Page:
Column: Pitino breaks his own mold, just this once

Associated Press  |  Last updated April 07, 2013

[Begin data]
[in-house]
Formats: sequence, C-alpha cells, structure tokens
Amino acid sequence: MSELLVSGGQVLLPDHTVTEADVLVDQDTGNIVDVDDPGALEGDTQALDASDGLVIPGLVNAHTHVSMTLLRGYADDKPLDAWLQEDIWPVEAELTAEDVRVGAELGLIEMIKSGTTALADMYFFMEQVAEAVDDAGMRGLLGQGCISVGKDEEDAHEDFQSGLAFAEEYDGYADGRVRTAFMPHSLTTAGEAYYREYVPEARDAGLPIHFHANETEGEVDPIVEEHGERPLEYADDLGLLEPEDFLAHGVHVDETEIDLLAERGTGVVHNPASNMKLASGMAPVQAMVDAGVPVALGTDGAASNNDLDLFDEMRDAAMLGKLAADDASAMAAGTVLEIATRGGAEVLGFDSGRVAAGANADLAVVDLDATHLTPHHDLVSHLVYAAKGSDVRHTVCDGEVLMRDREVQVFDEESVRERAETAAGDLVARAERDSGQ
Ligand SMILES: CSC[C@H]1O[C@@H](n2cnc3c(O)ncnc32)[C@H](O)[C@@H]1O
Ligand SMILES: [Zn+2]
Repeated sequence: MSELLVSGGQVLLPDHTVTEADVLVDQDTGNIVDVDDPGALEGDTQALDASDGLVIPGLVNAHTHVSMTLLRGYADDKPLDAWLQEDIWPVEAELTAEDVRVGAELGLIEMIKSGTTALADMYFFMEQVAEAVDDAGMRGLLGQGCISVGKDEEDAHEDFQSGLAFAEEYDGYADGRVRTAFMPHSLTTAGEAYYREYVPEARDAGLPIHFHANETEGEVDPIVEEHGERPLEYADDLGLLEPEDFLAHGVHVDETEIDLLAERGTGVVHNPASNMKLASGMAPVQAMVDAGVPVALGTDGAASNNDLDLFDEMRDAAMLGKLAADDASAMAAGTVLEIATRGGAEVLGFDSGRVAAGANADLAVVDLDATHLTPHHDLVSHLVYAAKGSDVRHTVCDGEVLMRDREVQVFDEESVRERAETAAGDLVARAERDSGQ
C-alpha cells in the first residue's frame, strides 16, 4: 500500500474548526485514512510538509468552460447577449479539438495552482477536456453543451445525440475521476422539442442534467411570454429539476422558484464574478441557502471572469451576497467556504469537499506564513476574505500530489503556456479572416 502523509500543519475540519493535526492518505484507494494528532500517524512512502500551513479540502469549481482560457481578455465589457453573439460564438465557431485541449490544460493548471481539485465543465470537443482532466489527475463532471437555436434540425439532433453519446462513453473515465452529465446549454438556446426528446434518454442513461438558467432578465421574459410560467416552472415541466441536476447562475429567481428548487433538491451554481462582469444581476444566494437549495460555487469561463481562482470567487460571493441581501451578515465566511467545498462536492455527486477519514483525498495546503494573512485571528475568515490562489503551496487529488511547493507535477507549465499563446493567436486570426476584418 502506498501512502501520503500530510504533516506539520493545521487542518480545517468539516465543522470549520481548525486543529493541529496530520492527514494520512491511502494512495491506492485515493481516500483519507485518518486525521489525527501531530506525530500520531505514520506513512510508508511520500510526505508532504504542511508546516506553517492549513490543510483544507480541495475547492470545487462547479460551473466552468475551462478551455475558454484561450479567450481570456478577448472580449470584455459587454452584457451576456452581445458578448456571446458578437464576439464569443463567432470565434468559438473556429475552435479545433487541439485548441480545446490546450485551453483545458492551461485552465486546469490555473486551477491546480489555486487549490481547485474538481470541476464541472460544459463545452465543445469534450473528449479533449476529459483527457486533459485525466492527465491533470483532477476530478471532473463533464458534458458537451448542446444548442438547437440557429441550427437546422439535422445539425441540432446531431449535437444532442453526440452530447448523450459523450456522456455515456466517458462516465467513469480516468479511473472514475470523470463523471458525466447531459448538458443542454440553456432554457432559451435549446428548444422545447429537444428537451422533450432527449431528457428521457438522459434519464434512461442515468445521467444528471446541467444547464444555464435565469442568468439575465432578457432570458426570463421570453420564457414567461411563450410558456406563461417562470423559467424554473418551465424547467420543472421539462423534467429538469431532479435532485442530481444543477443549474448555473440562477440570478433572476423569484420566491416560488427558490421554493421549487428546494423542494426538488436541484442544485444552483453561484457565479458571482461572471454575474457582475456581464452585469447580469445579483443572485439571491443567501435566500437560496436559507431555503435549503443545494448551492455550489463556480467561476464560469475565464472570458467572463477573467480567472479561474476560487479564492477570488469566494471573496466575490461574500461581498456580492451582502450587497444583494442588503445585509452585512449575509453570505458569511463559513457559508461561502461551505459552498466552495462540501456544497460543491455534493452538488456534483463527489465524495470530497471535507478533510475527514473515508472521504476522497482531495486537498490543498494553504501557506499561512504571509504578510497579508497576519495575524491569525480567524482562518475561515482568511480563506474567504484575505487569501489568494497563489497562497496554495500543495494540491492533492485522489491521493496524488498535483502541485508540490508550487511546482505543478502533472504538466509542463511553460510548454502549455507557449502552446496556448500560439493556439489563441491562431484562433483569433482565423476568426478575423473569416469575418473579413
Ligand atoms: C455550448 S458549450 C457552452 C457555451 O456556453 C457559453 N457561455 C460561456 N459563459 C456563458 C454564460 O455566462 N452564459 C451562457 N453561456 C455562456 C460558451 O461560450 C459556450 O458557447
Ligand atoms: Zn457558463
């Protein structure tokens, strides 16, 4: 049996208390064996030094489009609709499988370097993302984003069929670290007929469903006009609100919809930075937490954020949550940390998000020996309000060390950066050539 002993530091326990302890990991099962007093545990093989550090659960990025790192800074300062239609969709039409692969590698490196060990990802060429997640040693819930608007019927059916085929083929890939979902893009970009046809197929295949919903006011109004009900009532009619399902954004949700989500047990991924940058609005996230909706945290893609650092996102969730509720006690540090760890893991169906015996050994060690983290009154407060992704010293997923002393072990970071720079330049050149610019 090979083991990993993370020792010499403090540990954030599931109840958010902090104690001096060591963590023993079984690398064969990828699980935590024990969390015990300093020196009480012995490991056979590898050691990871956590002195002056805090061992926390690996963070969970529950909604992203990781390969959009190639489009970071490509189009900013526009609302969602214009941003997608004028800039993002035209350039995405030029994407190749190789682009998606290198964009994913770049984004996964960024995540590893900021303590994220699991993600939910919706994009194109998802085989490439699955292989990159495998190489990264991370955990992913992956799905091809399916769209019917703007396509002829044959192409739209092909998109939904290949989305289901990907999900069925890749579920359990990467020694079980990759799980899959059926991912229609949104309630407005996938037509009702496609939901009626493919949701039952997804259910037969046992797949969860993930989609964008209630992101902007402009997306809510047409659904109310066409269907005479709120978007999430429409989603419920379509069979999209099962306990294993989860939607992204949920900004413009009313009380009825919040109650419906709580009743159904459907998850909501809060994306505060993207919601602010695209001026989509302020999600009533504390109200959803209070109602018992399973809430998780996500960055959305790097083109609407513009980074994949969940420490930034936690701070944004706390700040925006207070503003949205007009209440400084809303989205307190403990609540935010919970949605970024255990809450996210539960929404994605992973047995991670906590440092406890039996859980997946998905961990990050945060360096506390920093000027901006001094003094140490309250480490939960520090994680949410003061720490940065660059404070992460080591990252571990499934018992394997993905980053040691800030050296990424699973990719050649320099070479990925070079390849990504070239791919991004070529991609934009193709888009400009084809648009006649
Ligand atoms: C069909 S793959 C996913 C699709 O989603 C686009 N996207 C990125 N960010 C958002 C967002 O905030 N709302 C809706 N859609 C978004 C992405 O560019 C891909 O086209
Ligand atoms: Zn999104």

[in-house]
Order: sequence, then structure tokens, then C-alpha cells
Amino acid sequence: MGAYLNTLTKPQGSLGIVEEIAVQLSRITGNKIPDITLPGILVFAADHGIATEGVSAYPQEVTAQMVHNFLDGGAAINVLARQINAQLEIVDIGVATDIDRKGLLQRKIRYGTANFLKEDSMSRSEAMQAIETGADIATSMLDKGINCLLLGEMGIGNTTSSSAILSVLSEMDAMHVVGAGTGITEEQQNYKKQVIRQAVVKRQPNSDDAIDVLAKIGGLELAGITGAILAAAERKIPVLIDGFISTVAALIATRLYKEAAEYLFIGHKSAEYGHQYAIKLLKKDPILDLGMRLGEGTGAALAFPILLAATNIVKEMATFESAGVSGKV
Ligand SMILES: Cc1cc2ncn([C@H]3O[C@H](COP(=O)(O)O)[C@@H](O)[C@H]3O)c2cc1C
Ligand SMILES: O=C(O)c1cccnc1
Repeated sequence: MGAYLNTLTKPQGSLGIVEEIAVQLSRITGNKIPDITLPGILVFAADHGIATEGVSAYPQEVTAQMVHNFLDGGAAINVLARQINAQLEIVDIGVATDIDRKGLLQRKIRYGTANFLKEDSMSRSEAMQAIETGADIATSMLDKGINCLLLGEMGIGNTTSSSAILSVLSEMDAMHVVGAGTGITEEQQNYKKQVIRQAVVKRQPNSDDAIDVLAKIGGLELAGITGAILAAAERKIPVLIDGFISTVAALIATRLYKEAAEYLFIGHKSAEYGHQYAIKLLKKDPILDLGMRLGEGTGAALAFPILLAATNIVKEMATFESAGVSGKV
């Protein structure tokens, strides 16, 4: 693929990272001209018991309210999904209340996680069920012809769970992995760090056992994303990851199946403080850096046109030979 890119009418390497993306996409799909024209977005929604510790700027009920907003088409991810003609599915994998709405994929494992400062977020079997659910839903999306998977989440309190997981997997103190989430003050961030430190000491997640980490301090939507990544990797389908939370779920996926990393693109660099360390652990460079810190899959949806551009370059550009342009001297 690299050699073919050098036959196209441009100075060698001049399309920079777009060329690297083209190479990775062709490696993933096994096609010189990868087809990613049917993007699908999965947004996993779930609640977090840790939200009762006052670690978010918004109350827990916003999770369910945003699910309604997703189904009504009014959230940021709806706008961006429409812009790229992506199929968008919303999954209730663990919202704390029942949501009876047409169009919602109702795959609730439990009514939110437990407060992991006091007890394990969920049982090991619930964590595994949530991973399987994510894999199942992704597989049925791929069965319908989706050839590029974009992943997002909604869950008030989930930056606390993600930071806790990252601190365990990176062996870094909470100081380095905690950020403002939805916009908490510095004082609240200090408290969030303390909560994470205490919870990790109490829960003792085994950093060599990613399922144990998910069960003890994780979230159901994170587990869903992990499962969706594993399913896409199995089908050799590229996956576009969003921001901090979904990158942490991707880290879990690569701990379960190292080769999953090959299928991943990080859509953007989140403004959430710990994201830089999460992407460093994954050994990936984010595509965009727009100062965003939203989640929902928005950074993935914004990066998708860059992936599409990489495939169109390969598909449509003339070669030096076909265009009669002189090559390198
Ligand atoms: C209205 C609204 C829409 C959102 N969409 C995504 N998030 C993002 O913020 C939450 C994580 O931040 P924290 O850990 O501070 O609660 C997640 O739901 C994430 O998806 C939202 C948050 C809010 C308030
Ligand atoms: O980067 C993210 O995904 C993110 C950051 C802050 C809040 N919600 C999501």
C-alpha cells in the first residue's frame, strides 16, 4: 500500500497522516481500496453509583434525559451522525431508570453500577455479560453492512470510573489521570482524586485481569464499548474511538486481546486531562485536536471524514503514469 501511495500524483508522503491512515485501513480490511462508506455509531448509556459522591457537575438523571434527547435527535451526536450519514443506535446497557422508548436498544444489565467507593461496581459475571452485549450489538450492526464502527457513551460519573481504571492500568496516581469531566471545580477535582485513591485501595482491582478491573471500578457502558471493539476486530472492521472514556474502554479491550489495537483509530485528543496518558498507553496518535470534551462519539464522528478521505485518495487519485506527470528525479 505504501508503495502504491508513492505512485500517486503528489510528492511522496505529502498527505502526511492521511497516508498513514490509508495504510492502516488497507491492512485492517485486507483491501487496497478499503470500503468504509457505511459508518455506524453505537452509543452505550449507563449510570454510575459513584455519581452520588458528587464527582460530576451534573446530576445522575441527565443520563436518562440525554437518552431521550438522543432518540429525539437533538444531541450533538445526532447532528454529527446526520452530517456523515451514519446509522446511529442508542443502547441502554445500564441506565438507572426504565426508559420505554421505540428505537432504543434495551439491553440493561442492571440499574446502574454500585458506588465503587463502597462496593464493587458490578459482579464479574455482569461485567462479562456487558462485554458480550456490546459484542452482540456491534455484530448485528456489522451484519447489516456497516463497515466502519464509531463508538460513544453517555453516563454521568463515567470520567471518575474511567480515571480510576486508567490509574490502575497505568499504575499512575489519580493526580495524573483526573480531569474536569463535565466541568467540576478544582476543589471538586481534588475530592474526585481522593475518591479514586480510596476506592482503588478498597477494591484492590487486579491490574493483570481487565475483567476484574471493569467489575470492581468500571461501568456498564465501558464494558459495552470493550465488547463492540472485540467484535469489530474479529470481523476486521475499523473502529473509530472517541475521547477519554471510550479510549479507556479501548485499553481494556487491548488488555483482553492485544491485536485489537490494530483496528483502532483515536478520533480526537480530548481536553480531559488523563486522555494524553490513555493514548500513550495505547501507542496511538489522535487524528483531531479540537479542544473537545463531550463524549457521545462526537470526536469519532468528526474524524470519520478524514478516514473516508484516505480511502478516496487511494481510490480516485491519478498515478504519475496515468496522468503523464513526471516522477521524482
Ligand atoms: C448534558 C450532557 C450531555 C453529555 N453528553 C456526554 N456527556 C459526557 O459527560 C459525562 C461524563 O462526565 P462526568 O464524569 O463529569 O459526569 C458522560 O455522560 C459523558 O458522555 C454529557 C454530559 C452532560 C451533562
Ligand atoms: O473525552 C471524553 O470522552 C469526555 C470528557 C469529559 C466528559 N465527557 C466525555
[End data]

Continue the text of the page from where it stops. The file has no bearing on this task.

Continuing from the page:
(Eds: With AP Photos.) By JIM LITKE AP Sports Columnist Playing hunches does not get a coach into the Hall of Fame. It certainly didn't get Rick Pitino to the threshold. Looking after every detail does. So does recruiting NBA-caliber talent, then slotting those players into a system, conditioning and teaching them and, finally, making them believe that winning is the by-product of relentless defense. That's been Pitino's M.O. everywhere he's been, first at Boston University, then at Providence, Kentucky and now Louisville, and even through the two NBA stints at New York and Boston sandwiched in between. That's why he'll walk into the hall when the vote becomes official Monday morning with 850-something wins on his resume and after a 72-68 win over Wichita State in the national semifinal - with maybe a second NCAA title to come later that night in the championship. But on Saturday, in one of the biggest games of Pitino's storied career, the 60-year-old Louisville coach cracked his own mold wide open with a scheme born partly out of necessity but mostly out of desperation. The biggest story of the week leading up to the game against Wichita State was about a kid from Louisville who wasn't even going to play. Kevin Ware, the first guard off the Cardinals' bench all season, broke his leg in a freak on-court accident last weekend, leaving a gaping hole in Pitino's planned rotation. Much of the Louisville press and its pressure defense rely on starting guards Peyton Siva and Russ Smith to bring the heat, and the longer Saturday night's game stretched out and the fouls piled up, the less that pair looked up to the task. Trailing Wichita State 47-35 with 13:36 left to play, Pitino finally turned to a walk-on, Tim Henderson, and told him to start shooting. The junior hadn't played more than seven minutes during the tourney and only 63 minutes the entire season. One 3-pointer from Henderson a half-minute later, then a second 3 some 40 seconds after that and suddenly the Cardinals were back in the game. ''I told y'all about Tim before the camera was in my face,'' Ware laughed afterward. ''I kind of felt like Tim was doing enough on defense to stay in the game, just doing the little things, you know. But he's a great player, honestly. We go at it against Russ and Peyton all day in practice, so I really wasn't surprised, honestly.'' Easy for him to say. ''The players said they weren't surprised about him making those back-to-back threes,'' Pitino laughed. ''They're being very kind. I was shocked.'' Yet Pitino's hunch-playing didn't stop there. The second one, though, was more like a premonition. Luke Hancock, another junior who fell into his lap after transferring from George Mason, wasn't a big part of Louisville's plans when the season began. Pitino was so impressed with his toughness that he made Hancock a co-captain and brought him off the bench, mostly as a 3-point specialist. When his shots didn't fall early, there was plenty of grumbling about how many minutes Hancock was getting at the expense of Wayne Blackshear and others. But Pitino wouldn't be deterred. And he was rewarded not just with 3-pointers from Hancock - who finished with 20 points, 14 in the second half - but with a couple of slashing drives to the basket that forced the Shockers defense back onto their heels. ''If you said to me, `Is Like a top three player on the team?' I would say, `Without question.' Then you may say, `Why doesn't he start?''' Pitino said, without waiting for an answer. ''We don't want to get him in foul trouble.'' And once the Cardinals got their noses in front, 56-55 at the 6:30 mark on a 3-pointer from Hancock, all that preparation Pitino excels at turned out to be enough to keep Louisville there at the final buzzer. For the Louisville press to succeed it has to start on the in-bounds play, and once the Cardinals started making baskets, it took its toll. The Shockers went more than 26 minutes - from late in the first half until the 6:21 mark of the second - without turning the ball over once. But over the next minute and a half, the Cardinals forced three, two from Shockers freshman guard Fred VanVleet, and suddenly Louisville looked more like the No. 1 overall seed again coming into the tournament. ''I felt really, really good until we had that flurry of turnovers,'' Shockers coach Greg Marshall said. ''I didn't realize it was five in seven possessions, which is certainly big. ''You know, they do that to everyone,'' he added glumly. ''we were looking really good there for 32 minutes or whatever it was.'' It was almost long enough. Almost. ''We're one of the better pressing teams in the country. They had four turnovers. We were giving them everything but the kitchen sink, and they wouldn't turn it over,'' Pitino recalled. ''What happens in the press, if you play an extremely well-coached team, you may have one run per game. If you're going against guys that are freshman, not great ball-handlers,'' he added, ''then you may have three or four runs.'' What Louisville had, to be fair, were more like surges. A 3-pointer from Hancock nudged the Cardinals ahead to 65-60 with 2:06 left and they made just enough free throws to hold off Wichita State. ''You're elated when you win, so excited to be in a championship game,'' Pitino said finally. ''But there's always a part of you that looks at the other team and says, `They played their hearts out.' There's always a part of you that really wants to win, but you appreciate your opponent.'' Enough in this case to force Pitino way out of his comfort zone, anyway. --- Jim Litke is a national sports columnist for The Associated Press. Write to him at jlitke(at) and follow him at
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